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Robinsons Island National Park, PEI
Monday, July 26, 2004 - 6:30am by Lolo
20 miles and 0.5 hours from our last stop - 1 night stay
Cavendish was lots of fun, but we were ready for something a little quieter and more remote. That’s what’s nice about PEI National Park—there’s something for everyone. If you want lots of action and man-made entertainment, then Cavendish, along the western part of the park, is the place to be. However, if you want the more natural beauty of a secluded beach, then the Robinsons Island section of the park is the right choice. We tend to find that it’s good to mix things up—a little time in Cavendish to satisfy the kids’ need for amusement and then on to Robinsons Island to enjoy a beautiful beach to ourselves. It’s the contrast that makes things interesting.
Although we had been unable to get a campsite at the Cavendish National Park Campground, we had no trouble getting one at Robinsons Island, and the reason for that was—no hookups. We find that it’s pretty easy to go a few days without a hookup, and the willingness to do so has given us the opportunity to stay in some very scenic and uncrowded campgrounds. Robinsons Island was definitely one of them. Although most of the sites are wooded, we chose to stay in one of the open grassy sites right on Rustico Bay. I’m not sure why anyone wouldn’t—the view from the motorhome was spectacular. Perched in beach chairs at the edge of a small bluff, we could sit back and watch herons feeding in the bay.
After lunch, we hopped on our bikes and rode a short distance down a dirt road to a deserted red sand beach at the mouth of Rustico Bay. The beach was quite lovely and the water was warm. Unfortunately, the numerous jellyfish carcass that lined the shore—and the ones that we could see in the water—made the thought of swimming less than inviting. As an alternative to swimming, we decided to have a photography contest. This is something that we started since Tommy got his digital camera, and we find that besides being entertaining, it’s a great way for the kids, and us, to really see things in a different way. Also, we’ve taken some great photographs in the process. What we do is assign a theme or topic, such as texture, wildlife, reflections, etc., and then we each take a picture to fit that theme. Then comes the judging, which surprisingly doesn’t get too ugly. Amazingly enough, we all seem to agree on the winning shot.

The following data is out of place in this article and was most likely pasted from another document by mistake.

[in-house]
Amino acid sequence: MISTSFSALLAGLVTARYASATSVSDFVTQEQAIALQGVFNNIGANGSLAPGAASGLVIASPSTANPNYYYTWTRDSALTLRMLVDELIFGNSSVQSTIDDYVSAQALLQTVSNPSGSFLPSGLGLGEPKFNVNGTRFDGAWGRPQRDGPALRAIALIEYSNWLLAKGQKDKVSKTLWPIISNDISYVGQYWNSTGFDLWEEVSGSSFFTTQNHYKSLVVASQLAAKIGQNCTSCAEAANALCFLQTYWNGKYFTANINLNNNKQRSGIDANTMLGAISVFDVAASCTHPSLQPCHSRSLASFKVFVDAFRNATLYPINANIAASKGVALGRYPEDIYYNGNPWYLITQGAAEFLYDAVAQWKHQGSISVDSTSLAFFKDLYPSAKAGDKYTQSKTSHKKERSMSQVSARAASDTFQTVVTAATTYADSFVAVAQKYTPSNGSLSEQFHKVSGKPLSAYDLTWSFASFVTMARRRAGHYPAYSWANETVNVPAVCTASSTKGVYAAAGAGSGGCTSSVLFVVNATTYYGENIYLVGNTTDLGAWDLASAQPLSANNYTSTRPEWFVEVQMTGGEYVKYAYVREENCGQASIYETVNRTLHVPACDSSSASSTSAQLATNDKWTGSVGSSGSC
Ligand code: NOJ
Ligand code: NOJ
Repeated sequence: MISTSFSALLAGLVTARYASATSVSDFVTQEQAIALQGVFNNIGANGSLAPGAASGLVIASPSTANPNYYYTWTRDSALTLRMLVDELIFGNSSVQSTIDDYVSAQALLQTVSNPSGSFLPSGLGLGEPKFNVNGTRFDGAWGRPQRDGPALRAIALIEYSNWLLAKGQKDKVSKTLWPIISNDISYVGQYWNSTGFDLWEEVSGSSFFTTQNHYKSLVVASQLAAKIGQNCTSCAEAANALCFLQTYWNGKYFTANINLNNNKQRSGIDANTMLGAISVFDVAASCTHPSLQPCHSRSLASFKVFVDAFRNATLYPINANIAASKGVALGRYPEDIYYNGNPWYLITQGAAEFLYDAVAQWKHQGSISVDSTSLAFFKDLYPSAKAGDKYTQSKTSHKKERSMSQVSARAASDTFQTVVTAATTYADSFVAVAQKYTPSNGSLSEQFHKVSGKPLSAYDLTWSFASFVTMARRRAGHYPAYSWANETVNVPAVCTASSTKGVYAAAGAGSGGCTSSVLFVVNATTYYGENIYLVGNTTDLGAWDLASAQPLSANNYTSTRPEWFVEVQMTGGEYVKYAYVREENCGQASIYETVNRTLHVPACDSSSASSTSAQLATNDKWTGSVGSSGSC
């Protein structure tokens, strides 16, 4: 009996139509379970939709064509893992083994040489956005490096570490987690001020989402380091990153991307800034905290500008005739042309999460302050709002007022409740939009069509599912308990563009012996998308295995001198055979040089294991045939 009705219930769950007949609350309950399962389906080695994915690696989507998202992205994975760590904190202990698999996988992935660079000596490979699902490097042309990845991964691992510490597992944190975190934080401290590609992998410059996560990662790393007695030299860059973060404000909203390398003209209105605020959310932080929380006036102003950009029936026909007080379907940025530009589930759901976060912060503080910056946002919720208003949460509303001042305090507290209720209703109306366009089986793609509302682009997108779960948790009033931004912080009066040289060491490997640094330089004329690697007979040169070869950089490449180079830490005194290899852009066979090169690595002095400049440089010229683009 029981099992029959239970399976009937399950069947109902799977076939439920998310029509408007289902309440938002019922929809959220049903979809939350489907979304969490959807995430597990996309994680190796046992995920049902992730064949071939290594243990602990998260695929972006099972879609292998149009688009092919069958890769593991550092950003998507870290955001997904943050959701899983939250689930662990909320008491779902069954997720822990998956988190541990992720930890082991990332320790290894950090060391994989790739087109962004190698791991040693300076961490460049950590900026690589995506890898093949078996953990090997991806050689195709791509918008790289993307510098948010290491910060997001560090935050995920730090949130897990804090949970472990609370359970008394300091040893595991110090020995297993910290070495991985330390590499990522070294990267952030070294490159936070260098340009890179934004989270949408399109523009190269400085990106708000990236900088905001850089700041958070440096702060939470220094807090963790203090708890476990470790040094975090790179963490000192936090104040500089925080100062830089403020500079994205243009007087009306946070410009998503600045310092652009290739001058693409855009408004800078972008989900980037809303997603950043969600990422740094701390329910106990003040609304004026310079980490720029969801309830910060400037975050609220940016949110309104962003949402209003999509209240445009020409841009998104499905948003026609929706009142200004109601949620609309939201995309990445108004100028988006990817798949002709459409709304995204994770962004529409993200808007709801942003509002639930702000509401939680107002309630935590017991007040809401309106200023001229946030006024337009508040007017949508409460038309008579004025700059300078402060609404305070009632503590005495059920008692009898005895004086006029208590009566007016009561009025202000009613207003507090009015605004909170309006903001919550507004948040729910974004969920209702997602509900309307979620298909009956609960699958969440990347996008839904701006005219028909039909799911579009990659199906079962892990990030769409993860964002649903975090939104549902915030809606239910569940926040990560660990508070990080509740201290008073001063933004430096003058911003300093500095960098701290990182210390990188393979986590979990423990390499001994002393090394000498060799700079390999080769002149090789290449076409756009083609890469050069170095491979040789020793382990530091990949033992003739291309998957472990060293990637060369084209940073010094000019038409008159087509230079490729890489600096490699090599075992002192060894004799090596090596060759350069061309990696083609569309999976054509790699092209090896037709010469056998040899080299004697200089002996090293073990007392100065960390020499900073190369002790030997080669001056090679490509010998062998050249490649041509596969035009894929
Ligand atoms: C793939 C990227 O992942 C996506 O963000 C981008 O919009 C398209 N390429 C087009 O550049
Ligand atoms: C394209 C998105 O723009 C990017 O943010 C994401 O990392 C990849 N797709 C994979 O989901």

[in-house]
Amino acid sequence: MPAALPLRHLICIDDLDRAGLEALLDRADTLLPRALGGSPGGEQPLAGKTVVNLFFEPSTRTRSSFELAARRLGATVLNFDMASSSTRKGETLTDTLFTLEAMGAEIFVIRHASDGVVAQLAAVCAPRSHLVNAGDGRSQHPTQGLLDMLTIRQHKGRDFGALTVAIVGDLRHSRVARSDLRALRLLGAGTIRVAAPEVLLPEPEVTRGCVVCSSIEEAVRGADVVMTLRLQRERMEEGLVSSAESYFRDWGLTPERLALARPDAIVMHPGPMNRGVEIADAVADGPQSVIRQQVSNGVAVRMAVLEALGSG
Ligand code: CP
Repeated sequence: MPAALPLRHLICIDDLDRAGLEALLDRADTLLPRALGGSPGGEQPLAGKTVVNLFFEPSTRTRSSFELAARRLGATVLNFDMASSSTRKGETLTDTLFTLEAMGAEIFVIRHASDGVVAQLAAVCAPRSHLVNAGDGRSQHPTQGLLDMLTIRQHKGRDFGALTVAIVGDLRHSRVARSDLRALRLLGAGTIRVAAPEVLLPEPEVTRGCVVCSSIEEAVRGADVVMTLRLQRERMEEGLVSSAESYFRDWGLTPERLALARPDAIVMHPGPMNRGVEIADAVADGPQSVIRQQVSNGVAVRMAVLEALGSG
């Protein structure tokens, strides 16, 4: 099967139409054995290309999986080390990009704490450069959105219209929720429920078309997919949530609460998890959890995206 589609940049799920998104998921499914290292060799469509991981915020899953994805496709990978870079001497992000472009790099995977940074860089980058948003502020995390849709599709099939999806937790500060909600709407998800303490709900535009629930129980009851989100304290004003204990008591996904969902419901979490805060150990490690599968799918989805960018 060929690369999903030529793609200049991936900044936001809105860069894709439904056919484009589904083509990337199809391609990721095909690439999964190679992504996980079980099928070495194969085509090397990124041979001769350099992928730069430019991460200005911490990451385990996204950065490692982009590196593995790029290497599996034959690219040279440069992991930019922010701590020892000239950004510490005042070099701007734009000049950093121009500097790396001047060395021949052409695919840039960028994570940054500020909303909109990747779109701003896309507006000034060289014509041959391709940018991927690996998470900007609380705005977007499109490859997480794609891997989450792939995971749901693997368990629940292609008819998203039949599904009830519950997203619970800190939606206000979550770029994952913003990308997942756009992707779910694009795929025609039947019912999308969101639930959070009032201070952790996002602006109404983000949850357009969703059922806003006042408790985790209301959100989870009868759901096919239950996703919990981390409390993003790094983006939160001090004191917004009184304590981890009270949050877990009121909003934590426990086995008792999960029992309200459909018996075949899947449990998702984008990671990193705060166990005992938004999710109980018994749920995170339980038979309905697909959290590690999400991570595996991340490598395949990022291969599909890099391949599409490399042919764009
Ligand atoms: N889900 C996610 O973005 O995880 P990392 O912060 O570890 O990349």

That night before dinner, Andrew and I decided to go on a run—separately, of course, as he is much faster and finds it embarrassing to run with his mother. I’m not sure where he went, but I ran back down the dirt road to the beach and along the water for awhile. The sun was getting low and the lighting was perfect. As I ran out on a spit of sand that jutted out into Rustico Bay, I just couldn’t resist any longer. I took off my sneakers and jumped in, taking my chances with the jellyfish. It was wonderful—except for having to put my sneakers back on my now wet and sandy feet.
Back at the campsite, we barbecued and watched the sun set over the bay--very lovely and another great photographic opportunity. Unfortunately, the bugs soon came out in droves, making it impossible for us to remain outside any longer. It’s too bad. This place would have been perfect if it weren’t for the jellyfish and the bugs. That’s what prompted our decision to not stay a second night, but to move on and explore another section of PEI.
Prince Edward Island National Park encompasses a 24-mile stretch of red sand beaches along the island’s north central coast. Park activities include hiking on its numerous trails, swimming in the warm waters of the Gulf of St. Lawrence, digging for clams, kayaking in the protected bays and rivers, cycling on its roads and trails, and bird watching.
The park is separated into sections by various bays and inlets. West of Rustico Bay is the very popular and often crowded Cavendish section. Here you’ll find the park’s largest campground (260 sites), a supervised beach, and the spectacular hiking/biking Homestead Trail. Reservations are not accepted in the campground, so plan to arrive early in the day.
East of Rustico Bay is the much more remote Robinsons Island Campground (148 sites – none of which have hookups), which has wooded sites as well as open area sites right on Rustico Bay. From the campground, it’s just a short walk down a dirt road to the secluded, unsupervised sandy beach at the mouth of Rustico Bay.
2 ½ miles east of the Robinsons Island Campground is the very popular Brackley Beach, where there are lifeguards and changing facilities. Another 5 miles east is the Stanhope Campground, which is located just across the park road from another supervised beach.
Robinsons Island National Park location map in "high definition"